Things That Matter

Here’s How US Banks Are Jeopardizing The Financial Future Of Private Prisons

Activists have been protesting to end the for-profit prison system. While there hasn’t been a lot of movement there, there is finally some news that shows the mounting pressure is working. Two major private prison companies, GEO Group and CivicCore have lost all of their major bank partners shutting down crucial credit lines. People are celebrating the announcement.

Infamous private prison companies CivicCore and GEO Group are in a lot of financial trouble.

Credit: @RAICESTEXAS / Twitter

According to Forbes, GEO Group and CivicCore are losing $2.4 billion in credit lines from the banks who were still doing business with them. For reference, that is 87.4 percent of all of their future funding. This is major news as the private prison system has relied on the investment and funding from these banks.

The two companies are behind the growth of the private prisons and detention centers littered throughout the country.

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JPMorgan Chase, Wells Fargo, Bank of America, SunTrust, BNP Paribas, Fifth Third Bancorp, Barclays, and PNC have all pledged not to renew their business with the two incarceration-based companies. Private prisons are a rather new phenomenon in the U.S. and has led to questionable practices. Many critics question the business model that strives to increase the population and time of those incarcerated to make money.

People are celebrating this news as a move in the right direction.

Credit: @MonaVieBeachBum / Twitter

While the big banks have walked away, some smaller regional banks are still supporting the companies for now. Those banks include Regions (based in Birmingham, Alabama), Citizens Bank ( based in Providence, Rhode Island), Pinnacle Bank (based in Nashville, Tennessee)First Tennessee Bank (based in Memphis, Tennessee), and Synovus Bank (based in Columbus, Georgia).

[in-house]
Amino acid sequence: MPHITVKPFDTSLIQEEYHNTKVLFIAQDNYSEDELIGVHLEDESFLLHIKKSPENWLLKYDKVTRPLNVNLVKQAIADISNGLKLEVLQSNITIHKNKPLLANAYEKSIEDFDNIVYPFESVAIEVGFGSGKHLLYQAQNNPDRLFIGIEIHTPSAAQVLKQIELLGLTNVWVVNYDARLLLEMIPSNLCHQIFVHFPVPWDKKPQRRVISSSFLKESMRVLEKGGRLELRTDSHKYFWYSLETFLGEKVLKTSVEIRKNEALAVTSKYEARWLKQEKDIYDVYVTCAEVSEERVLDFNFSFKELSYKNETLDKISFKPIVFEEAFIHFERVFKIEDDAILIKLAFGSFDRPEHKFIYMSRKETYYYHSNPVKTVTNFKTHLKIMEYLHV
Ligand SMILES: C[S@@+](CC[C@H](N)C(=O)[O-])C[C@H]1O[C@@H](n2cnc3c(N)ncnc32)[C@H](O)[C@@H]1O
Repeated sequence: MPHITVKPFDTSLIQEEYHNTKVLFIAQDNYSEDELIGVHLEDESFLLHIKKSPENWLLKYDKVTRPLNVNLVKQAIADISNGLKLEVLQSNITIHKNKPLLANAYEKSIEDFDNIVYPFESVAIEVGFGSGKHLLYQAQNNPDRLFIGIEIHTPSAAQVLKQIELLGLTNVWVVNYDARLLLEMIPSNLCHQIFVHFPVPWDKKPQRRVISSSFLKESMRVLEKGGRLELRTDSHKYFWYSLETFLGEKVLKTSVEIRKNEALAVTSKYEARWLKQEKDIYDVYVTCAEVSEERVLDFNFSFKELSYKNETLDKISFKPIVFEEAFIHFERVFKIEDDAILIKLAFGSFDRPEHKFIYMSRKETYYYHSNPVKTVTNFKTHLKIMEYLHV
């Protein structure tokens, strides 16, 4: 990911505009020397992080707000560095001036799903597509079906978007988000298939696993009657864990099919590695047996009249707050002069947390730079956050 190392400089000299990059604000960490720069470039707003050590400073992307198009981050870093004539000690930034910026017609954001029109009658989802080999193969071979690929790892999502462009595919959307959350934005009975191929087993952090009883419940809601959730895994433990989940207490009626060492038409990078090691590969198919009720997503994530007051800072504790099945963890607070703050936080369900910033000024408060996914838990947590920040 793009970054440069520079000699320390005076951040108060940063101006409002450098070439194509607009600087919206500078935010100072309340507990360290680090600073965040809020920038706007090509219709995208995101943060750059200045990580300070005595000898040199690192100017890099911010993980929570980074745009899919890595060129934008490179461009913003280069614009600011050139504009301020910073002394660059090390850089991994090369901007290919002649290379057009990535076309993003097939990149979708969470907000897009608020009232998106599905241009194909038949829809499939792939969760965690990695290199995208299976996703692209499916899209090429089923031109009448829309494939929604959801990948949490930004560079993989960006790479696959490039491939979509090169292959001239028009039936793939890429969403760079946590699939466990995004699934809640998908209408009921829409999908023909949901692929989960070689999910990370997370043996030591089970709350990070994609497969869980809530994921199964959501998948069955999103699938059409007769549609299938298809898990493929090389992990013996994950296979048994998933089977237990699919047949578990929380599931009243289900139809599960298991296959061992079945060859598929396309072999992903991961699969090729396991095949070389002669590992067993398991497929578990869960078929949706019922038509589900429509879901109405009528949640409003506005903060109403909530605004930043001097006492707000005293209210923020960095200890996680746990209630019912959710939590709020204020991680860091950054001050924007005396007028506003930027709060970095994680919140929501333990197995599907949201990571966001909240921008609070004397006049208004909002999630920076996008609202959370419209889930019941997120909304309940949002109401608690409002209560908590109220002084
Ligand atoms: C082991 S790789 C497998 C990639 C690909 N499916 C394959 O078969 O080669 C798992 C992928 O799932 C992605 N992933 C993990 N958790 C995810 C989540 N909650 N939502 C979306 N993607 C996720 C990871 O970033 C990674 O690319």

Some folks took to Twitter to share dismay int he banks stepping away from the companies, but their arguments fell flat.

Credit: @Tocqueville001 / Twitter

It’s interesting that some people want private businesses to do what they want only when it benefits their views. It is hard to argue that these private companies should be sued for ending their business when you want private prison businesses to thrive.

The bottom line is that people do not want to know that people are financially profiting off of keeping people in prison.

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Polls show the Americans favor rehabilitation over tough penalties and punishments. The mood is so favorable toward rehabilitation that even President Trump spoke about criminal justice reform.

Now, it seems activists might move their focus at for-profit bail companies.

Credit: @UdiACLU / Twitter

The for-profit cash bail bond industry is notoriously racist and classist. The concept of making people pay cash to be released from jail as they await their court date disproportionately impacts low-income communities of color.

READ: US Immigration Officials Are Using Google Translate To Read Migrant’s Social Media Posts Instead Of Hiring Actual Translators

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Despite Promises, President Biden Looks To Reopen A Child Migrant Center Facing Sexual Assault Allegations

Things That Matter

Despite Promises, President Biden Looks To Reopen A Child Migrant Center Facing Sexual Assault Allegations

Since taking office in January, President Biden has been hard at work addressing everything from the nation’s COVID vaccine program and economic response to comprehensive immigration reform. However, several of his planned changes have hit major roadblocks as federal judges (many appointed by Trump) strike down his new policies.

But despite much of his administration’s progress on issues that affect the Latino and immigration communities, the administration is seriously considering reopening one of the country’s largest child migrant detention centers.

The Biden administration looks to reopen the Homestead facility for children.

The Biden administration is facing a sharp increase of unaccompanied child migrants arriving at the US-Mexico border and they’re considering reopening one of the nation’s most controversial detention centers.

The Miami Herald reported that the feds might reopen the Homestead site under the name Biscayne Influx Care Facility, an announcement that has caused outrage among advocates working towards ending the detention of children altogether.

“That place has a history of all kinds of abuse and profiting off the lock-up of children,” said Lis-Marie Alvarado, program director of the Miami-based organization American Friends Service Committee (AFSC), which led the call for Homestead’s closure in 2019. A move to reopen the facility is “appalling and a slap to our faces,” she said.